1 Sep 2011

Lost flowers



Flowers decorate our gardens
Alleys, abandoned lands
On the ten glorious days starting with Atham
It’s the jewel on the courtyards of our homes


I remember the buzz in the mornings
To pluck the mist filled flowers
To create floral layouts of joy
Striving to create something different
Every day, with whatever flowers available
I’ve seen kids visiting homes
Collecting flowers with exuberance


Now , they get it from market
Preserved flowers at exorbitant prices
Grown and cared just for us somewhere else
Far away from our culture and our lives



This makes me wonder!
Where did we bury our flowering plants?
To stop it from blooming in our little spaces
It takes a few minutes to water
But, its more easy to buy colorful flowers
These aren’t our flowers which decorated our lives
There are more residential associations than residents itself
Yet nobody got time to raise flowers for the kids
When they got time to organize all kind of silly events


Acres of farmlands are laying barren
Yet nobody wish to grow flowers for ourselves
We have outsourced that right to our neighboring states
Youth have time to squeeze money from people on streets
In the name of non-existent arts associations for onam celebrations
Yeah, they don’t have time to raise silly flowers bearing our culture

People have time to queue up infront of liquor outlets
They have creativity to create layouts with empty bottles of liquor
But, raising flowers is waste of time, as it gives fragrance
So fresh and exotic than the much priced rums, brandies, beers and more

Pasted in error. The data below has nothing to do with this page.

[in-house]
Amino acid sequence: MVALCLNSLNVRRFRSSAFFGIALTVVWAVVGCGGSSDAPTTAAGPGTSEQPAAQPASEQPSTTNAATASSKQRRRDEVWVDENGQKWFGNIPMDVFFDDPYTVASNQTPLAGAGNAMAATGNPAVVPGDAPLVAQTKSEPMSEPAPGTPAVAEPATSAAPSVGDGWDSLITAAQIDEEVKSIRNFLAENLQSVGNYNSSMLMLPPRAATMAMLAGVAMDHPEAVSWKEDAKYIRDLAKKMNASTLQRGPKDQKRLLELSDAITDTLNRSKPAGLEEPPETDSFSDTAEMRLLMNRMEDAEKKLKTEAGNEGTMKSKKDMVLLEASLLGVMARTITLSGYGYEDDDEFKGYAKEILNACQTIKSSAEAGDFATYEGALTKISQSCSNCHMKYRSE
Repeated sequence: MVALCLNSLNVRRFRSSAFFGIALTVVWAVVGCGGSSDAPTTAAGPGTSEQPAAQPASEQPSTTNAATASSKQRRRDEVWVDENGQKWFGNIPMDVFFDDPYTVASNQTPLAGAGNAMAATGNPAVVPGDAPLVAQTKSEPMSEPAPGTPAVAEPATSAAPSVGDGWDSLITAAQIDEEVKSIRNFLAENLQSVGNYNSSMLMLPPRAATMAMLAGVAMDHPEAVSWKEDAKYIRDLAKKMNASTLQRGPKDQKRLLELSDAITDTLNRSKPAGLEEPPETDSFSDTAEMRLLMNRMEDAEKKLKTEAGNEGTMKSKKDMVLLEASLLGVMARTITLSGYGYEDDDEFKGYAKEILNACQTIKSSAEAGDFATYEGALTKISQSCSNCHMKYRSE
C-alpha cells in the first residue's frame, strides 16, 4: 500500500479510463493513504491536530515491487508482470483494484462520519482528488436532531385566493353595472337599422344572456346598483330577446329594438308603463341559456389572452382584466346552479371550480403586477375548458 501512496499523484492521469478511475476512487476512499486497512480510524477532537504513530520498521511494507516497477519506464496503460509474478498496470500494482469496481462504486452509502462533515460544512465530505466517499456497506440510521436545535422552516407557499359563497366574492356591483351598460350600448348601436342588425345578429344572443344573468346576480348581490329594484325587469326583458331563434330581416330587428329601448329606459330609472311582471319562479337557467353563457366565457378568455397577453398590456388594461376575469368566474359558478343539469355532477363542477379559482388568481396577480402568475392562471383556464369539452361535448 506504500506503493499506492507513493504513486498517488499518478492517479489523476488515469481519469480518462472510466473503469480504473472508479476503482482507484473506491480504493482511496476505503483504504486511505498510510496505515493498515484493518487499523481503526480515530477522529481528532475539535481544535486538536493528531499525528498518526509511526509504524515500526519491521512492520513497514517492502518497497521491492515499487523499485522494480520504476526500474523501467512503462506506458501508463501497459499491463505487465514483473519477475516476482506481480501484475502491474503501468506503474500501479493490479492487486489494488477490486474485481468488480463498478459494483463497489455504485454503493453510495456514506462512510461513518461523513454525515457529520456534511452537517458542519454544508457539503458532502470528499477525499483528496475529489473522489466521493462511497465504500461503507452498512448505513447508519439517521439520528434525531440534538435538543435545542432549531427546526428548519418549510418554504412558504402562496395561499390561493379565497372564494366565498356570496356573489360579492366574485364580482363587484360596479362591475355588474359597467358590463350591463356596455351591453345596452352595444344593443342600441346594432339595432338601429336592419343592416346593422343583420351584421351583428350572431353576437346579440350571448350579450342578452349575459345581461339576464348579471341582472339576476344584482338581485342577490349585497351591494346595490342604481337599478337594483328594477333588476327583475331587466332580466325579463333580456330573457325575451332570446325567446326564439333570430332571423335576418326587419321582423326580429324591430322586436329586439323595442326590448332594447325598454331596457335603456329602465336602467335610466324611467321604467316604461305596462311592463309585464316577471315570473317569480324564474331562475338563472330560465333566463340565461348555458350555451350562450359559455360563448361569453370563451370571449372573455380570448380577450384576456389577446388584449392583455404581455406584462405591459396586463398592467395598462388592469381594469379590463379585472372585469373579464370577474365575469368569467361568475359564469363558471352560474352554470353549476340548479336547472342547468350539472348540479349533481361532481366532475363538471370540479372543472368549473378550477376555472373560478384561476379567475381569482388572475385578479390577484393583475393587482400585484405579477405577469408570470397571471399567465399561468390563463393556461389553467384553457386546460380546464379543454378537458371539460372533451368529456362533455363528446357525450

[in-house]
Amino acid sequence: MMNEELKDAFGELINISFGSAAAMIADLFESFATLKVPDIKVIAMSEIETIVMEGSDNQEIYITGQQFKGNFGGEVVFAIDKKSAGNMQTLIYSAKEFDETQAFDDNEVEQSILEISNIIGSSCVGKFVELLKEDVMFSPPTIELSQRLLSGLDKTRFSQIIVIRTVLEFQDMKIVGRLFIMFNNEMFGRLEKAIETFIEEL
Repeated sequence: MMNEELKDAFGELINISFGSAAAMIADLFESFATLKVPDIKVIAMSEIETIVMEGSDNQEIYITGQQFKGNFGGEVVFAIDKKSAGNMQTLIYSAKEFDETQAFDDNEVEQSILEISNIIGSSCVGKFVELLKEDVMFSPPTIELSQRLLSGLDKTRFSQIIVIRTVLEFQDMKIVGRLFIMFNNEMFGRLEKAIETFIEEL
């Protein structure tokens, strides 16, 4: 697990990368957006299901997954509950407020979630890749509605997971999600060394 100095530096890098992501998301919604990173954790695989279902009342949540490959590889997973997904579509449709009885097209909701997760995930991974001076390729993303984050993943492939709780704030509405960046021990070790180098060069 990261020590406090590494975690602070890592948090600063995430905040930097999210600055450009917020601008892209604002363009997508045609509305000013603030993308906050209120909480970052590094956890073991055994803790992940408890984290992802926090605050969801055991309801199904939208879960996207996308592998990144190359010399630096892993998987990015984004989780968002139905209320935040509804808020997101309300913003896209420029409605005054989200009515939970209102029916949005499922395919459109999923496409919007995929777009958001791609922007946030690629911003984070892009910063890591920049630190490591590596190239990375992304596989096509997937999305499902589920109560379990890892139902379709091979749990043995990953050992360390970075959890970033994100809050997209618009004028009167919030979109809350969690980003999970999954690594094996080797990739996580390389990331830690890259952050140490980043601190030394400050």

We create new limca records for floral arrangements every year
To show how much we care about our onam
An event of glits and glamour for flowers for media 
But, I wish they could see use the colors and flowers of our lives


The big floral layouts on the street, sprouted by the active youth
It was part of our lives, now it’s on the wane
As salt filled , artificial colored layouts smiles at us
I wonder, even they have abandoned our flowers


When these tv channels shower our eyes with the floral extravaganza
Even they forgot our roots and our flowers
They can sell ads for showing prices of flowers
Just like, they do with any other sensational news

Government pays huge bills to organize events
To show the world our onam celebrations
But even they don’t realize we celebrate onam at the mercy of others
Our king is welcomed with dead flowers from afar
It speaks the language of another culture to him
What if he stops visiting us one day?
Disillusioned with his welcome!


Anybody care!
Sorry, we are busy, shopping flowers at trade fairs!



images: thanks to rightful owners!

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4 comments:

pervagus said...

Hi Nithin,

As I posted my piece to the Critique and Craft linky ahead of yours, I'm going to try and offer constructive criticism on your poem. I'm in no way good at this, or really well versed in formal poetry in any way, so I hope you will forgive me in my attempt :-)